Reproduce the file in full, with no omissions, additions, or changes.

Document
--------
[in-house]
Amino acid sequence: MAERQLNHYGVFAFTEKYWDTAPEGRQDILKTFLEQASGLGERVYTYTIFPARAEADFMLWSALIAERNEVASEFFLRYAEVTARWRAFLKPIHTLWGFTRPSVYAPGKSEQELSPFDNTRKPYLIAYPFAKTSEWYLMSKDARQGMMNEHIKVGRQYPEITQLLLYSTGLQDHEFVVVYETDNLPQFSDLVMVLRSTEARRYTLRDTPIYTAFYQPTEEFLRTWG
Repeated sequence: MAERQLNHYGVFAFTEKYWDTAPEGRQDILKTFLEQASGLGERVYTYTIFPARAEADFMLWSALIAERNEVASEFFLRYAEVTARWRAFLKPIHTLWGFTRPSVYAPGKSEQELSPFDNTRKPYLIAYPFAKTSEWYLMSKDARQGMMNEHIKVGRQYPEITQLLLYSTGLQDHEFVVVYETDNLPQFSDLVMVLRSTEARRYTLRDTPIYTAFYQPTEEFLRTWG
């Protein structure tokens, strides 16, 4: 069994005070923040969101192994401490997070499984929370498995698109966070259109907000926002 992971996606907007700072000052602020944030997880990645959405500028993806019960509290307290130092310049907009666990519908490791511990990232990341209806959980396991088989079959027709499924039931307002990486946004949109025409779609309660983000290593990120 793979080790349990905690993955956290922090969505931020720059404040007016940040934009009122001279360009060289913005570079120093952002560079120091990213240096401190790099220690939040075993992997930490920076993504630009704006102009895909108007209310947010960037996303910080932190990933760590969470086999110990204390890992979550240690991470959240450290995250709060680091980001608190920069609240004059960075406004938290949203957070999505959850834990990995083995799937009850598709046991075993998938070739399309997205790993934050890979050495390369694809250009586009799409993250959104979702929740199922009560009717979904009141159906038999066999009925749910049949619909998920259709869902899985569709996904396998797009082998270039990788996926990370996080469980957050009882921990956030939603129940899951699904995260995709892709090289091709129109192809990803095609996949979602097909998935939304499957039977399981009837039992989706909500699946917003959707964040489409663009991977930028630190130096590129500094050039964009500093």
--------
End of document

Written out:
[in-house]
Amino acid sequence: MAERQLNHYGVFAFTEKYWDTAPEGRQDILKTFLEQASGLGERVYTYTIFPARAEADFMLWSALIAERNEVASEFFLRYAEVTARWRAFLKPIHTLWGFTRPSVYAPGKSEQELSPFDNTRKPYLIAYPFAKTSEWYLMSKDARQGMMNEHIKVGRQYPEITQLLLYSTGLQDHEFVVVYETDNLPQFSDLVMVLRSTEARRYTLRDTPIYTAFYQPTEEFLRTWG
Repeated sequence: MAERQLNHYGVFAFTEKYWDTAPEGRQDILKTFLEQASGLGERVYTYTIFPARAEADFMLWSALIAERNEVASEFFLRYAEVTARWRAFLKPIHTLWGFTRPSVYAPGKSEQELSPFDNTRKPYLIAYPFAKTSEWYLMSKDARQGMMNEHIKVGRQYPEITQLLLYSTGLQDHEFVVVYETDNLPQFSDLVMVLRSTEARRYTLRDTPIYTAFYQPTEEFLRTWG
């Protein structure tokens, strides 16, 4: 069994005070923040969101192994401490997070499984929370498995698109966070259109907000926002 992971996606907007700072000052602020944030997880990645959405500028993806019960509290307290130092310049907009666990519908490791511990990232990341209806959980396991088989079959027709499924039931307002990486946004949109025409779609309660983000290593990120 793979080790349990905690993955956290922090969505931020720059404040007016940040934009009122001279360009060289913005570079120093952002560079120091990213240096401190790099220690939040075993992997930490920076993504630009704006102009895909108007209310947010960037996303910080932190990933760590969470086999110990204390890992979550240690991470959240450290995250709060680091980001608190920069609240004059960075406004938290949203957070999505959850834990990995083995799937009850598709046991075993998938070739399309997205790993934050890979050495390369694809250009586009799409993250959104979702929740199922009560009717979904009141159906038999066999009925749910049949619909998920259709869902899985569709996904396998797009082998270039990788996926990370996080469980957050009882921990956030939603129940899951699904995260995709892709090289091709129109192809990803095609996949979602097909998935939304499957039977399981009837039992989706909500699946917003959707964040489409663009991977930028630190130096590129500094050039964009500093």